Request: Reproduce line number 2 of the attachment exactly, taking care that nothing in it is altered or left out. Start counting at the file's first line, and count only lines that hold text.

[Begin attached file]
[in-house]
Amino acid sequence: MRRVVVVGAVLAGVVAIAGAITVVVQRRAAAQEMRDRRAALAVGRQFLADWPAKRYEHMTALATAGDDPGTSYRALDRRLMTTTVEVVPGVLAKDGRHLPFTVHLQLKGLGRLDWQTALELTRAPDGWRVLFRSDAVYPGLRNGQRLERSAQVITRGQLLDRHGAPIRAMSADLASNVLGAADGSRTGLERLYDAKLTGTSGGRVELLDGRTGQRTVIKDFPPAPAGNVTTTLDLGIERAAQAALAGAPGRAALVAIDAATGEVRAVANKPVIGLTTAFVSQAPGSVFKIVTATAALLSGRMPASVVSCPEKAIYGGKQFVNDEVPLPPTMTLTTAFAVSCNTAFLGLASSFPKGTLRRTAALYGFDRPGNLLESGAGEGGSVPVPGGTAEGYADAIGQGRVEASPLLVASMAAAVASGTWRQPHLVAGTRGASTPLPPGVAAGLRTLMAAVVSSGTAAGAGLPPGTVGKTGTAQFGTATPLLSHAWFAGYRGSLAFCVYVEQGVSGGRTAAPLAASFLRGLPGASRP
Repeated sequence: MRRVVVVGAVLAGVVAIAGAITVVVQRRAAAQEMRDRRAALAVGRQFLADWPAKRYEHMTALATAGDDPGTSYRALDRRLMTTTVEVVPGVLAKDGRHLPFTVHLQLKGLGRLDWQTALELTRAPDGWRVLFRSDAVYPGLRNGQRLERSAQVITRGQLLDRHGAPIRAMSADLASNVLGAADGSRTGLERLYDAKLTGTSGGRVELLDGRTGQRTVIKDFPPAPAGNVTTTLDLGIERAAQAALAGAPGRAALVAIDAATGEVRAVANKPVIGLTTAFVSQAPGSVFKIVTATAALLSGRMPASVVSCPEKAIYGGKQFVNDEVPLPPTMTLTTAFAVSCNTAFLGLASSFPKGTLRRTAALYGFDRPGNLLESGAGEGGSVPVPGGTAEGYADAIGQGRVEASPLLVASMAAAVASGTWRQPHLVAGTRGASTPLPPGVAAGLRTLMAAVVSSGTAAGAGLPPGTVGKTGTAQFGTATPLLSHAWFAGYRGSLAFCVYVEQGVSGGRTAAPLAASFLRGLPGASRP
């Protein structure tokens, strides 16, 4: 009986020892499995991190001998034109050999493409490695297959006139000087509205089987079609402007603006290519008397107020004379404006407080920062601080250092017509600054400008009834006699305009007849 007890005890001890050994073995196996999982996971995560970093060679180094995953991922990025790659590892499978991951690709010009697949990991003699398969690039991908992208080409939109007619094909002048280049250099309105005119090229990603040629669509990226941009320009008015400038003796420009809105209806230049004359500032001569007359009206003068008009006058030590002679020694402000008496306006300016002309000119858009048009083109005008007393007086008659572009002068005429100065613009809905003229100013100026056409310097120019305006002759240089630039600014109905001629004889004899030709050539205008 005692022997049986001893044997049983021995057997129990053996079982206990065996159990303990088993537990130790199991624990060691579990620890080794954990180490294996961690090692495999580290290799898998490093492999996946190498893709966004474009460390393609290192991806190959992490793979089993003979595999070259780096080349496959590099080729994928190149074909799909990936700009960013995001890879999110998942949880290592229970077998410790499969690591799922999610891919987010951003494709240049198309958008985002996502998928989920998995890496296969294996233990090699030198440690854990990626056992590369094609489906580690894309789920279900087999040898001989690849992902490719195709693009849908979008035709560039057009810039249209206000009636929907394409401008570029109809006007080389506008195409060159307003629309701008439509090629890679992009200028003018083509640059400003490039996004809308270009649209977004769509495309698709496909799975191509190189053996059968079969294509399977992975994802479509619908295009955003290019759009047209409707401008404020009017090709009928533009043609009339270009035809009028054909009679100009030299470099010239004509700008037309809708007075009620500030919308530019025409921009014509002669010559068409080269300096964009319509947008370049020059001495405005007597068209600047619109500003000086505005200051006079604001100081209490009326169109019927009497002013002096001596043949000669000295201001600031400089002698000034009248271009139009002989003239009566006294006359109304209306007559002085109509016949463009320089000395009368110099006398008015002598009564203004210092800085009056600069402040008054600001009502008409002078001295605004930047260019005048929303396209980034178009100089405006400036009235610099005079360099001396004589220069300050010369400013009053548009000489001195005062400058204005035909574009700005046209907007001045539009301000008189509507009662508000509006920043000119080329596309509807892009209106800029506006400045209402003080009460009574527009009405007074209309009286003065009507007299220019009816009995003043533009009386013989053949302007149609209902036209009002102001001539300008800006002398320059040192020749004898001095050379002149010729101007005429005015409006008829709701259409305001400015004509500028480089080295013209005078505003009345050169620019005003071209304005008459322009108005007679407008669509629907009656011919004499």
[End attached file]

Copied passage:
Amino acid sequence: MRRVVVVGAVLAGVVAIAGAITVVVQRRAAAQEMRDRRAALAVGRQFLADWPAKRYEHMTALATAGDDPGTSYRALDRRLMTTTVEVVPGVLAKDGRHLPFTVHLQLKGLGRLDWQTALELTRAPDGWRVLFRSDAVYPGLRNGQRLERSAQVITRGQLLDRHGAPIRAMSADLASNVLGAADGSRTGLERLYDAKLTGTSGGRVELLDGRTGQRTVIKDFPPAPAGNVTTTLDLGIERAAQAALAGAPGRAALVAIDAATGEVRAVANKPVIGLTTAFVSQAPGSVFKIVTATAALLSGRMPASVVSCPEKAIYGGKQFVNDEVPLPPTMTLTTAFAVSCNTAFLGLASSFPKGTLRRTAALYGFDRPGNLLESGAGEGGSVPVPGGTAEGYADAIGQGRVEASPLLVASMAAAVASGTWRQPHLVAGTRGASTPLPPGVAAGLRTLMAAVVSSGTAAGAGLPPGTVGKTGTAQFGTATPLLSHAWFAGYRGSLAFCVYVEQGVSGGRTAAPLAASFLRGLPGASRP